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Re: Professional Print proccessing?
Old 01-14-2007, 06:45 PM   #5 (permalink)
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What you are calling a color lab print comprises neither ink or light, but color dyes. In manufacture, traditional color photographic paper consists of multiple layers of dye (cyan, magenta, and yellow) and silver-halide crystals suspended in gelatin. When exposed to light, the silver-halide crystals are sensitized and form a latent image. Chemistry is used to bind the dyes to the sensitized crystals, convert those crystals to silver salts, and then wash the salts away, leaving only a dye pattern where the sensitized silver-halide crystals used to be. A traditional color photographic paper contains only dye once processed. How stable these dyes are, and how resistant they are to various chemical, biological, and environmental agents determine the longevity of the image. (Ilfochrome/Cibachrome is different, but I won't go into a discussion on that paper and process here.)

How long a color photograph lasts depends greatly on the environment in which it is kept. Kept out of direct sunlight and displayed in a "normally-lit" room (so many foot -candles of illumination for so many hours a day, blah, blah, blah), most of today's color photographic papers are projected to last somewhere in the neighborhood of 40-60 years before they show noticeable signs of change. Some of the more recently introduced papers look like they may last as long as 100 years, but we won't know for sure until a decent amount of time passes.

Quality has many meanings, but from a production standpoint, the manufacture and processing of color photographic paper is a mature process. Strict quality control at each step is pretty well understood. Exposure sensitivity, color balance, material thickness, etc. is very consistent from batch to batch.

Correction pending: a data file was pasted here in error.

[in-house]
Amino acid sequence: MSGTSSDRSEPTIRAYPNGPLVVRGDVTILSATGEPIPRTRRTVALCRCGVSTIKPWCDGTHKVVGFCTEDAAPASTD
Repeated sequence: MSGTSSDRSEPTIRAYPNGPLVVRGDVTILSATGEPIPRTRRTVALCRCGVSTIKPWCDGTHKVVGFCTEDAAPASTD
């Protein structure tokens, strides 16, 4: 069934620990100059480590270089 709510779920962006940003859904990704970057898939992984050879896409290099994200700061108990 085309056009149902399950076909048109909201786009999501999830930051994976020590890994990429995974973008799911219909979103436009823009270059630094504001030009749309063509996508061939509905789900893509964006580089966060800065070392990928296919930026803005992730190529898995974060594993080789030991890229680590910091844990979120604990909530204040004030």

One of the biggest advantages of a traditional photographic print over an inkjet print is physical durability. Compared to an inkjet print, the surface of a traditional photographic print is very resistant to damage, be it scratching, abrasion, contact with solid or liquid contaminants, or whatnot. This isn't a big issue once the print is mounted and framed. But with inkjet-based prints you need to be much more careful when handling loose, album, or folio mounted imagery.

Although not nearly as big an issue as it was even a couple of years ago, traditional photographic prints still exhibit a more uniform and consistent surface texture. Bronzing (color shifting under different types of light sources) and gloss differential (the difference in surface reflectivity between those portions of the paper covered with ink versus portions covered with little or no ink) still affect inkjet prints to some degree. But once under glass it's difficult to notice.

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Re: Professional Print proccessing?
Old 01-14-2007, 08:35 PM   #6 (permalink)
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Thanks to all. It was very educational. Since I haven't mastered the printing aspects, I think I'll look into a lab. Any names anyone care to drop? Once again, Thanks for your time, wisdom, and experience.